attack on Delphi in 279 BC, left a traumatic mark on the 4) The gruesome human sacrifices, a key element in collective psyche of both Romans and Hellenes. The the Romans’ disrespect for the Druidic religion.21 This importance of the Celts lies in the fact, rightly pointed matter, documented by certain archaeological finds but out by Momigliano,14 that it was, in fact, the conquest of much more exceptional than what the sources would their territories that enabled the consolidation of Rome have us believe,22 is fairly well known, and so I shall not The notion of barbarus was used by the Romans, like 5) The propensity towards drunkenness, highlighted the Greeks before them, to fabricate the negative of their by authors such as Plato and Diodorus of Sicily, and par- own positive image through the typification of ‘the ticularly Posidonius via Athenaeus of Naucratis.23 The stranger at the gate’.15 The image of the barbarian was ‘Celtic thirst’ for wine was a recurrent theme, motivating polarised in Rome into two essential directions: the feri- adventures and invasions, as shown by the myths of tas characterising the tribes of the north, and the uanitas Helicon and Arruns from Clusium. Orgeno-mesci, ‘the of the eastern barbarians. The Celt would be the prime drunks that kill’,24 because of the ecstatic rage promoted example of this feritas, embodied in the Germanus from by the drinking of wine, was the name of a Cantabrian 11 Hdt., 8.144.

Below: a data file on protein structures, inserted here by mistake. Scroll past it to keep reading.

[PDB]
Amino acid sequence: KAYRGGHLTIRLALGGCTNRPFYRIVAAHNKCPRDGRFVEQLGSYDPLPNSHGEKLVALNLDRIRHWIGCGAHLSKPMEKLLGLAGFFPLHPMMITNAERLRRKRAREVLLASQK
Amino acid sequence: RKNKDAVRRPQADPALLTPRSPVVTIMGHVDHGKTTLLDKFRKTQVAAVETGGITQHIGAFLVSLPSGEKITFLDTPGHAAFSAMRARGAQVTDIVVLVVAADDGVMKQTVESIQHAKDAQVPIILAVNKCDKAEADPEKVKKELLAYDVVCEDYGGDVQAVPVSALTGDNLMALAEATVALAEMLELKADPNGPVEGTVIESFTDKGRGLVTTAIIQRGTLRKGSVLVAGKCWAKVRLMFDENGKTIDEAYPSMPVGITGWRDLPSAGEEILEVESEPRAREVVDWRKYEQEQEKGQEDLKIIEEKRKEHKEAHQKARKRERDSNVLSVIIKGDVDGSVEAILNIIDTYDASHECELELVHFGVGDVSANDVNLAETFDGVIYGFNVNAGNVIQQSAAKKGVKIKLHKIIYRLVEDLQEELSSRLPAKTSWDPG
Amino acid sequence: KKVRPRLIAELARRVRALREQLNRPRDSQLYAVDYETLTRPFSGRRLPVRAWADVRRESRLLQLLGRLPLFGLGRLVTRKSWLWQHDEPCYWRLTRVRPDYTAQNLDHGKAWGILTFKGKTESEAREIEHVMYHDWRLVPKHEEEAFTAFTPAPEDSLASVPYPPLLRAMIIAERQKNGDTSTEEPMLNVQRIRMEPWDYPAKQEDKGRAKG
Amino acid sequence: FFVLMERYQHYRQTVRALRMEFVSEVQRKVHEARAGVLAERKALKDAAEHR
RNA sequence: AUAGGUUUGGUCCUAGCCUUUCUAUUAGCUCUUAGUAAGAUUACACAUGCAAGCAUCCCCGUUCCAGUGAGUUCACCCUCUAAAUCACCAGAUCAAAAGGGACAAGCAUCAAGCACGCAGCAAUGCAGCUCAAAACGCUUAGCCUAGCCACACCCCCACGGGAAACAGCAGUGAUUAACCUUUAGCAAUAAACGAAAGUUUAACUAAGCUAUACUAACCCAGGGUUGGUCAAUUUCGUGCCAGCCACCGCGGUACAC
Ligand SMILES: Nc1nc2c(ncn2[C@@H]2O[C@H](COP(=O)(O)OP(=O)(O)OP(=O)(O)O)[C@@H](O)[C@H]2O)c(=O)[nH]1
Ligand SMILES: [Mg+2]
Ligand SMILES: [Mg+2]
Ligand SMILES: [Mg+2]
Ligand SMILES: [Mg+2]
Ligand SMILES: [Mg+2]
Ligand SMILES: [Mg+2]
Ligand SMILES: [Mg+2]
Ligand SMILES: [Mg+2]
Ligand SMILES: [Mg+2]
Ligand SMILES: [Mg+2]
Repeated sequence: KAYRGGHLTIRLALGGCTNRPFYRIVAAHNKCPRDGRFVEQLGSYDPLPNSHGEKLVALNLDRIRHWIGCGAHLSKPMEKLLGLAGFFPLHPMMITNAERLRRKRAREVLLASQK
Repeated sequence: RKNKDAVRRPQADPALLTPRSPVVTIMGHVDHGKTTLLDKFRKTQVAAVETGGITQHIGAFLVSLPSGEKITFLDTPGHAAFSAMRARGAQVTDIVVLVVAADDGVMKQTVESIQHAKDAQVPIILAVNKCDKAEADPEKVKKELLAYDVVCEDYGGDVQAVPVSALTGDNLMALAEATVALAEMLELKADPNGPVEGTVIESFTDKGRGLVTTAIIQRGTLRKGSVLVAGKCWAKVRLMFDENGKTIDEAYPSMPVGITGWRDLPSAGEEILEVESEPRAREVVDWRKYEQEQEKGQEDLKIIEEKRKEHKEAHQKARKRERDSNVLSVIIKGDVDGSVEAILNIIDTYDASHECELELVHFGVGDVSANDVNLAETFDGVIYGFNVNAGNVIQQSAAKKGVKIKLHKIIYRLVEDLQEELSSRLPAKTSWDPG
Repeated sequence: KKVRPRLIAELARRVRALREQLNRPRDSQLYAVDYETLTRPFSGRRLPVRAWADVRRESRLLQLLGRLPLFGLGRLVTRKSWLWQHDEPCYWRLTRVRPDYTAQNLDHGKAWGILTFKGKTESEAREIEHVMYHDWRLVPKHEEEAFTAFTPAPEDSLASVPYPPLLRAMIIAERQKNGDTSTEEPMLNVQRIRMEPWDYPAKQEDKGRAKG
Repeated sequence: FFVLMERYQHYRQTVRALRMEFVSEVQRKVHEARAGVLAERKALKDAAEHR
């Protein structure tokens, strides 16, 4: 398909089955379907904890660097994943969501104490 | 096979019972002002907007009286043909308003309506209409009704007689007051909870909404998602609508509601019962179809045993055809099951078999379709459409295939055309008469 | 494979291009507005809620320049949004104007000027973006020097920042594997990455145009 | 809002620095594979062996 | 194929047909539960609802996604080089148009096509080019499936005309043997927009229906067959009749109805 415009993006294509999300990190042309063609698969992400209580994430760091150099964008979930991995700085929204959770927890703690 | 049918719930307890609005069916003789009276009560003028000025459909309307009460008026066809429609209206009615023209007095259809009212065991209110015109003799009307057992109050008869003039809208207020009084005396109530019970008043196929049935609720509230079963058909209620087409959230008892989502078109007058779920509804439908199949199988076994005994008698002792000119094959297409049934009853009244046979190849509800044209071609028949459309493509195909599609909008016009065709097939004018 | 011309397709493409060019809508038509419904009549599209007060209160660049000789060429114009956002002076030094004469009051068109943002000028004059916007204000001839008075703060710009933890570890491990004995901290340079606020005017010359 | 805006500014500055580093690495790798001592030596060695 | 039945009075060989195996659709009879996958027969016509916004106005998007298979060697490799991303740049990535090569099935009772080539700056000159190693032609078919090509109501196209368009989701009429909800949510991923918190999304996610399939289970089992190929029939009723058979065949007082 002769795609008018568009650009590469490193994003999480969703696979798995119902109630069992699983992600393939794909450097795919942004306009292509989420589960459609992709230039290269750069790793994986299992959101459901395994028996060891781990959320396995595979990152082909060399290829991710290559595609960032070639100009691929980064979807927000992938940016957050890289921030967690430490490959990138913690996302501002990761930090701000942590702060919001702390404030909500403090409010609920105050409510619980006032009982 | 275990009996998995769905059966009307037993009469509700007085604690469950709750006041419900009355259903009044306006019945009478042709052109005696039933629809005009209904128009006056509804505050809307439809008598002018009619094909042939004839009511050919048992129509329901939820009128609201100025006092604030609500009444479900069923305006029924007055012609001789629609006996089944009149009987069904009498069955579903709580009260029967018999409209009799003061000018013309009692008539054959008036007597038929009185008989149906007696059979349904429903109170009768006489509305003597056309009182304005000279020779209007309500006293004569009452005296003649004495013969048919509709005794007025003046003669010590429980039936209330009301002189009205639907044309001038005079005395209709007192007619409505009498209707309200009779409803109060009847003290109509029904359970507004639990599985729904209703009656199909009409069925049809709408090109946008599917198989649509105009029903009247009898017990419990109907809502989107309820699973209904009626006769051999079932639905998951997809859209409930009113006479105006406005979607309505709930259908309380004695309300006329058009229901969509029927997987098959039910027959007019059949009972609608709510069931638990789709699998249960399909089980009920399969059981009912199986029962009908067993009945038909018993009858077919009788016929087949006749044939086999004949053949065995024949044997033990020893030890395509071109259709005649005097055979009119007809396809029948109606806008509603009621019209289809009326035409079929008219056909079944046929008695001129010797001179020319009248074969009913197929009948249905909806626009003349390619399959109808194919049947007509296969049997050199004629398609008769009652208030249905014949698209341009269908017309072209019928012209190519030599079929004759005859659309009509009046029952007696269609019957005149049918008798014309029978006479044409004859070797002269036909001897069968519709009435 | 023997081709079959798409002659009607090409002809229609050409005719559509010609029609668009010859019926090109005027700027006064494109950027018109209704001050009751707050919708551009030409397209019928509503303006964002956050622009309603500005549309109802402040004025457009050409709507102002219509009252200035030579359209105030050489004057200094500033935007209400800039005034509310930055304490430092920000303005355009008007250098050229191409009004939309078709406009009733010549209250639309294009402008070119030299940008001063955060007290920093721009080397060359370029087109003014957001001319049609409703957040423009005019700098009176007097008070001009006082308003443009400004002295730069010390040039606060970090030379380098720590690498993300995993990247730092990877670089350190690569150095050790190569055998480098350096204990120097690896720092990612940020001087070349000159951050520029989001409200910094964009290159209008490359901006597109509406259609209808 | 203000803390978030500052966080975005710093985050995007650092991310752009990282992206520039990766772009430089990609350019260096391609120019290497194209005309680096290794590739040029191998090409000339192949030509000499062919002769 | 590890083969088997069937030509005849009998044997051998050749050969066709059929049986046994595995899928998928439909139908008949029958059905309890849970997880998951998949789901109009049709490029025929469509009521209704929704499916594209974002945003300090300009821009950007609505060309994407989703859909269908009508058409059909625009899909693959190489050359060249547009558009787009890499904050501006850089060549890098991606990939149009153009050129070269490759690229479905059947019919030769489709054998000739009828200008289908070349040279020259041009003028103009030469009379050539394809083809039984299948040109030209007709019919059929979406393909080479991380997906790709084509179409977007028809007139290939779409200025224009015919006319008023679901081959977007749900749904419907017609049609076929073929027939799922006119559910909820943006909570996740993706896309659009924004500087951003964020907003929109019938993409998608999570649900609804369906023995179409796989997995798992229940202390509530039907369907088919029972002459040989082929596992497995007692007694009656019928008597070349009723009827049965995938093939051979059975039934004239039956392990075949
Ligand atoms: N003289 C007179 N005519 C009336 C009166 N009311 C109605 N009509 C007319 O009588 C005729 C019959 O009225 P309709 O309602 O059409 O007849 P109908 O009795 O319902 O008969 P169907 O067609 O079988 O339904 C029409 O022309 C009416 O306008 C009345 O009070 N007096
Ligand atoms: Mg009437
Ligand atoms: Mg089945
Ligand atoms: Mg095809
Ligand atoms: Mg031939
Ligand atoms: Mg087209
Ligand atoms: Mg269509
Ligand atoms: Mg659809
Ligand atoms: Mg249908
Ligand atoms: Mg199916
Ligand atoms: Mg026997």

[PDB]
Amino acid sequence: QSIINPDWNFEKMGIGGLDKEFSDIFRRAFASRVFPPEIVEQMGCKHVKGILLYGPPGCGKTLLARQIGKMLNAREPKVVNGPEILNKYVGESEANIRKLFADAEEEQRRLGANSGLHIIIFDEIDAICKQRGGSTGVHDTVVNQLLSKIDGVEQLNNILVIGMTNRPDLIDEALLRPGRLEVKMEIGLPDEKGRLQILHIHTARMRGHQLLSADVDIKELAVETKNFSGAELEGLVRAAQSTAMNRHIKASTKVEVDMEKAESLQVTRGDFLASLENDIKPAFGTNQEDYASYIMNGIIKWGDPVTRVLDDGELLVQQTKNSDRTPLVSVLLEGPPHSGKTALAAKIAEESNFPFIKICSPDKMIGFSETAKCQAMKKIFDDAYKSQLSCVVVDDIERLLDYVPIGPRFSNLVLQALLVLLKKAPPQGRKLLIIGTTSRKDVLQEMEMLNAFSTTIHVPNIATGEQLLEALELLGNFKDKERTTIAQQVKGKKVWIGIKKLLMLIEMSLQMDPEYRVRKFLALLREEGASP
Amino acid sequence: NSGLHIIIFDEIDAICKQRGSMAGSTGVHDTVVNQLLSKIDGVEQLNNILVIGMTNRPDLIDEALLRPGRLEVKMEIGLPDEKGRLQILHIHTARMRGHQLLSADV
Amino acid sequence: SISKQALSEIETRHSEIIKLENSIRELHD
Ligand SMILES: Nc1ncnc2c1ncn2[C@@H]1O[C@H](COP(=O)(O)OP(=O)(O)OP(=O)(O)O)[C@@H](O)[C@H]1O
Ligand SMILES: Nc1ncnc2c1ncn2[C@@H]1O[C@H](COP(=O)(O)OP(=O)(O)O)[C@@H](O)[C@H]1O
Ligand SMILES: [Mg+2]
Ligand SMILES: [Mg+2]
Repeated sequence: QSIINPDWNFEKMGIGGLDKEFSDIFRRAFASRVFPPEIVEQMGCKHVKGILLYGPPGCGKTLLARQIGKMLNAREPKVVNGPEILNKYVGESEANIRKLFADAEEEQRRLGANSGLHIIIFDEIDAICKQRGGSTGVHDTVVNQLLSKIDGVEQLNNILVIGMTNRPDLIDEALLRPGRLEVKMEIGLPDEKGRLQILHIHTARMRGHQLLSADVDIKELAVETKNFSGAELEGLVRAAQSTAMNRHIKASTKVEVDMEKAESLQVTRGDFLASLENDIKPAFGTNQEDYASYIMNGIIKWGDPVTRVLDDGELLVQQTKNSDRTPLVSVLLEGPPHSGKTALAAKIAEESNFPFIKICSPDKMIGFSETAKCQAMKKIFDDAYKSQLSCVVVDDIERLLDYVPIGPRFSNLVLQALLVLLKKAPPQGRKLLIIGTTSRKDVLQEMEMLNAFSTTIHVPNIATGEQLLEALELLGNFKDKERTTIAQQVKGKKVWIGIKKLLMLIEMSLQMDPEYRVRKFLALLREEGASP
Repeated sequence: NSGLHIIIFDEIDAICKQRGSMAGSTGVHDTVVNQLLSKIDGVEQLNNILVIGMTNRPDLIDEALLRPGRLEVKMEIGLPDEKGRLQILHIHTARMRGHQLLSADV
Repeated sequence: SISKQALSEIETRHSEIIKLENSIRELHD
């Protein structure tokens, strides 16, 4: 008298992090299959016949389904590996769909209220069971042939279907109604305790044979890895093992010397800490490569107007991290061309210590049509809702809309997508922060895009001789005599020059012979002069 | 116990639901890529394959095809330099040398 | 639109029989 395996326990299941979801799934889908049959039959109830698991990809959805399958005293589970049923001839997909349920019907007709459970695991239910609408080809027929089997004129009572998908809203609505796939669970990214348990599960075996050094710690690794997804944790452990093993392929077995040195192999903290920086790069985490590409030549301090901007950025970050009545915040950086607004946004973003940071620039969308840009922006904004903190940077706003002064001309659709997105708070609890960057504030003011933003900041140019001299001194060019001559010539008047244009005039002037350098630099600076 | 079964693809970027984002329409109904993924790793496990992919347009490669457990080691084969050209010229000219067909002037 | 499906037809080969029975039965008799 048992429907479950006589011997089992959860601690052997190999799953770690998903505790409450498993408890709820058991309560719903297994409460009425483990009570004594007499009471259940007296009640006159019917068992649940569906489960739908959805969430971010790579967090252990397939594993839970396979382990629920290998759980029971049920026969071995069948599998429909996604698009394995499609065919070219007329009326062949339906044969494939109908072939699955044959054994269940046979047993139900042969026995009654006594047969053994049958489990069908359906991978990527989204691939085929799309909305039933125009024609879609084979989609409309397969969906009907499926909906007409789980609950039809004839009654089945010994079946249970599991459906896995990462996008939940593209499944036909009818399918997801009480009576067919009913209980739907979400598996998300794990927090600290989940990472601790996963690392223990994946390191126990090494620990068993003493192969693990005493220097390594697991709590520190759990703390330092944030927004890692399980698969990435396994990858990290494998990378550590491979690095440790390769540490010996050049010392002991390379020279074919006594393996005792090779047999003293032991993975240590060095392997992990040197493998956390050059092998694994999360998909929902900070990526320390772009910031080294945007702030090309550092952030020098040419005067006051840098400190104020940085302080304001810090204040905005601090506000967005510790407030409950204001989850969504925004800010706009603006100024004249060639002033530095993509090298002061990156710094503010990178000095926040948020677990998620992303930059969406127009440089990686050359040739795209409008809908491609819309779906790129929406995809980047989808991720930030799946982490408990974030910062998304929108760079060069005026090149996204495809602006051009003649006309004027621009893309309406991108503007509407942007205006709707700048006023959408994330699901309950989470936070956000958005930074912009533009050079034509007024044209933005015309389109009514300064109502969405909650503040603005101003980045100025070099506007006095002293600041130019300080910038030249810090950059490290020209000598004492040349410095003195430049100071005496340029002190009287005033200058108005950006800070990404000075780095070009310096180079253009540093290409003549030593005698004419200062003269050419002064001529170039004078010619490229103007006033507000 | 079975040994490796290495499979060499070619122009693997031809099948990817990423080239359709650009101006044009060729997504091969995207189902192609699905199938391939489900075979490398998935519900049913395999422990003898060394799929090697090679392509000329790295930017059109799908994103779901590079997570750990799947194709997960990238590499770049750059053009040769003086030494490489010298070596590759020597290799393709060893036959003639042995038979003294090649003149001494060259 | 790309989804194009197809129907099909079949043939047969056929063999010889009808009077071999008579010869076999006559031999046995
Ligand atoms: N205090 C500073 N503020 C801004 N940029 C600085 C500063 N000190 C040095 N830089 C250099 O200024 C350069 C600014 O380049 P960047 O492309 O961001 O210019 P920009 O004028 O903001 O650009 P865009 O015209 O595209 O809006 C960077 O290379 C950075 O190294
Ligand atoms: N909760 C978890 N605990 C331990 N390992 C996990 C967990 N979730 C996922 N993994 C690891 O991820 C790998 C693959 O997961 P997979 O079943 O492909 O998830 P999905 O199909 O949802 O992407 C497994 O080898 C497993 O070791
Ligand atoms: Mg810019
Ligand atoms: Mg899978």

12 MILES 1999, 5.
13 Quoted by MILES ibid.
14 MOMIGLIANO 1975, 60.
15 HAAROFF 1948.
16 MARCO SIMÓN 1993.
17 Cic., Font., 33; In. Pis., 53.
18 Diod., 5.29.2-3; Livy, 6.42.5.
19 Paus., 10. 21. 7.
20 Sil., Pun. 3.340-343; Ael., NA, 10. 22.
21 Diod., 5.32; Strab., 4.4.5; Pliny, HN, 16.96: ‘Druidae – ita suos appelant magos – …’.
22 MARCO SIMÓN 1999. See also GREEN 2001; ALFAYÉ VILLA 2009, 287–311.
23 Pl., Leg., 1. 637; Diod., 5.26.2-3; Ath., 4.36.
24 DELAMARRE 2001, 206 and 190.
6) A typical difference with the Mediterranean peoples may be observed in how they counted time: the Celts (and also the Germani, according to Tacitus)25 reckoned time not by days, but by nights.26 This ‘natio- nal’ reckoning of time may be seen in the Gallic calendar from Coligny, which documents the survival of Druidic science almost two and a half centuries after Caesar’s 7) Sources emphasise the strong role played by women in Celtic society, and their activity was the direct opposite of the polis of the men. The so-called matri- archy of the Cantabrians and other tribes of the north of Hispania as reported by Strabo,28 or the importance of Boudicca, queen of the Iceni in Britannia, are two clear This pattern of the Celtic immanitas provided by the Graeco-Latin literary output, with regard to nature and war, is matched in iconographic images, in a coherent system of representing other peoples, and which also serves to justify domination as being ‘natural’. This is Pl. 1: The pillaging Celts. Frieze from Civit’alba (Umbria).